On 6 Oct 2008 at 9:00pm SHS wrote:
My prediction of 19th September still stands. 4000 OR LOWER within 12 months. Proof this government is wreckless and driving this country to destruction. Would you or I have spent so much, borrowed so much, bit and mauled the hand that feeds us and totally failed to prioritise? No. Did Blair and Brown? Yes. Long live the Lewes Pound.
On 6 Oct 2008 at 9:33pm MC wrote:
BTW. It wasn't this government that deregularised the financial markets.
The culture of debt was taken advantage of by banks *and* joe tax payers. If joe tax payer hadn't thought it quite so grand to borrow so easily the current crisis might not be so great.
Things are never simple and cannot be summed up in sound bites or knee-jerk sentences.
On 7 Oct 2008 at 7:59am Annette Curtin-Twitcher wrote:
Thank you for saving me from pointing out that it was dear Mrs T who made it all possible, MC!
What is galling is that the bankers & traders who got obscenely rich as a result of criminally negligent lending policies and creative accounting will get to keep all their wealth, while those of us struggling along on average wages or less will be paying the tax bill for bailing out the banks for years. Next time I'm skint and they won't extend my overdraft, do you think the tax payer will bail me out?
On 7 Oct 2008 at 8:19pm MC wrote:
It is galling. Bankers will be first up against the wall in my revolution (after the Royal Family and anyone who has appeared in Hello magazine or Big Brother).
On 7 Oct 2008 at 10:00pm Bored wrote:
haha yes good old Mrs T. Lets blame the conservatives for this resession. I think it was Brown who thought it best to sell off the countries gold reserves at the lowest price he could get for them.
On 8 Oct 2008 at 8:03am Annette Curtin-Twitcher wrote:
It's a bit inequitable, isn't it? The minute you owe the bank money and can't pay it back, they send you loads of letters and charge you handsomely for the privilege and ultimately will repossess your house or send in the bailifs to take everything you own.
When the banks owe us money and can't pay, the government uses OUR money to bail them out. I can understand that they have no real choice, but the whole system seems bonkers to me.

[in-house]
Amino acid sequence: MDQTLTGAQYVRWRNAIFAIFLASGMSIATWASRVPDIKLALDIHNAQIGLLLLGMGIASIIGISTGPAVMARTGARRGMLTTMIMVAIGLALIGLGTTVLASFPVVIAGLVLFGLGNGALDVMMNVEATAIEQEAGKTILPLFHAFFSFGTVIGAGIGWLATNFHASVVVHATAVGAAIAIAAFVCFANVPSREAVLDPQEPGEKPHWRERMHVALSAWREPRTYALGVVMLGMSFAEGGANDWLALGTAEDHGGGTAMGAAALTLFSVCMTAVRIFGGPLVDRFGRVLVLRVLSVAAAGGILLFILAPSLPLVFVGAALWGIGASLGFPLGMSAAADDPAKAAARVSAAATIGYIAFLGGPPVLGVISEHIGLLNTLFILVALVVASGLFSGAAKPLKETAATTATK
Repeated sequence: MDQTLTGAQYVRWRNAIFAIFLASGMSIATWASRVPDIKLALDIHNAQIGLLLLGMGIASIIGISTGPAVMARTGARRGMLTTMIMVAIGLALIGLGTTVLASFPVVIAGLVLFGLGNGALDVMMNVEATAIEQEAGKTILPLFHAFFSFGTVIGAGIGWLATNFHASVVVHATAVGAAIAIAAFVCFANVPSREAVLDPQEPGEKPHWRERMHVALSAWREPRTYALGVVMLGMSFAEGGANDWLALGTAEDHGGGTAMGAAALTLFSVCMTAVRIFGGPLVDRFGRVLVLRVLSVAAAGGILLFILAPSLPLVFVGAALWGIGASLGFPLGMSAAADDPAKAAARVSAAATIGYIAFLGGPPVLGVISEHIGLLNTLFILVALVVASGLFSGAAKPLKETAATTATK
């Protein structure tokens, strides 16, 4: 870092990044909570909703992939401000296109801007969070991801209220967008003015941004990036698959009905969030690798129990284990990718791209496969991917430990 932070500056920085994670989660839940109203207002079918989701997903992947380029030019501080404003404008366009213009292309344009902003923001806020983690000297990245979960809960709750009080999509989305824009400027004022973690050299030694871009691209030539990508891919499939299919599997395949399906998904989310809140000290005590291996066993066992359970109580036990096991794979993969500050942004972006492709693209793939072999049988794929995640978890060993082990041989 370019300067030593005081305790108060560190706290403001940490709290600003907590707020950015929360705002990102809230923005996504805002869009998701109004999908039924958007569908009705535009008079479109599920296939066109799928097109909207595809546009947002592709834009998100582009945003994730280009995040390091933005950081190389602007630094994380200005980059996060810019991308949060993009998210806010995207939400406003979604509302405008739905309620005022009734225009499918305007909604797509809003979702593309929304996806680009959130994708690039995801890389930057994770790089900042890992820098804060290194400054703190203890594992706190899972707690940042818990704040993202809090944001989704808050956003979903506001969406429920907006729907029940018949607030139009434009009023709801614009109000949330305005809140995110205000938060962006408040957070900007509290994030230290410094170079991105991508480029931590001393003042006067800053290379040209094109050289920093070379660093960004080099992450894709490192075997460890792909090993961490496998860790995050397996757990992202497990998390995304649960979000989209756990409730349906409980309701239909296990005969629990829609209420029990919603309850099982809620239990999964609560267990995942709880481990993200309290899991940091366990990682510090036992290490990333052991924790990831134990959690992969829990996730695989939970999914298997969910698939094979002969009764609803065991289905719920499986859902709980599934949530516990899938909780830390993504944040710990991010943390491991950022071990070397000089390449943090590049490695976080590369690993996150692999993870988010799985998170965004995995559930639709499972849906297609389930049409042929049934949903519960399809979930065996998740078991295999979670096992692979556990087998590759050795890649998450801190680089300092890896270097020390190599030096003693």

Mind you, I've always been in favour of nationalising them.
On 8 Oct 2008 at 8:13am Taff wrote:
I agree, Mrs T and her crew have a fiar share of the reason. They accelerated the decline of manufacture in the UK. Nothing made = nothing british to buy = money going elswhere. Answer; lets sell fictitious things like futures and that will be on the back of other money. Whoops the foundation money struggles = domino effect. Simple.
On 8 Oct 2008 at 9:01pm An Economist wrote:
Well it's going your way so far SHS. Despite a 50 billion plus recapitalisation of banks, and a 50 basis point cut in base rate, the FTSE fell more than 5% on the day. The root cause of the problems in financial markets is an over inflated housing market. Not sure personally who is to blame though. Probably some combination of financial "advisers" for not scrutinising mortgage applications but just focusing on their commision, banks for not giving a t*ss about who they were planning to lend to 'cos they were going to parcel the debt off to someone else anyway, estate agents, 'cos they led us to believe that house prices would go up forever, you and me 'cos we believed them, or the government 'cos they failed to regulate any of this nonsense.
Anyway, I don't think we can blame the current financial crisis on Mrs T. She has been off the scene for 20 years.
On 8 Oct 2008 at 9:45pm Frak wrote: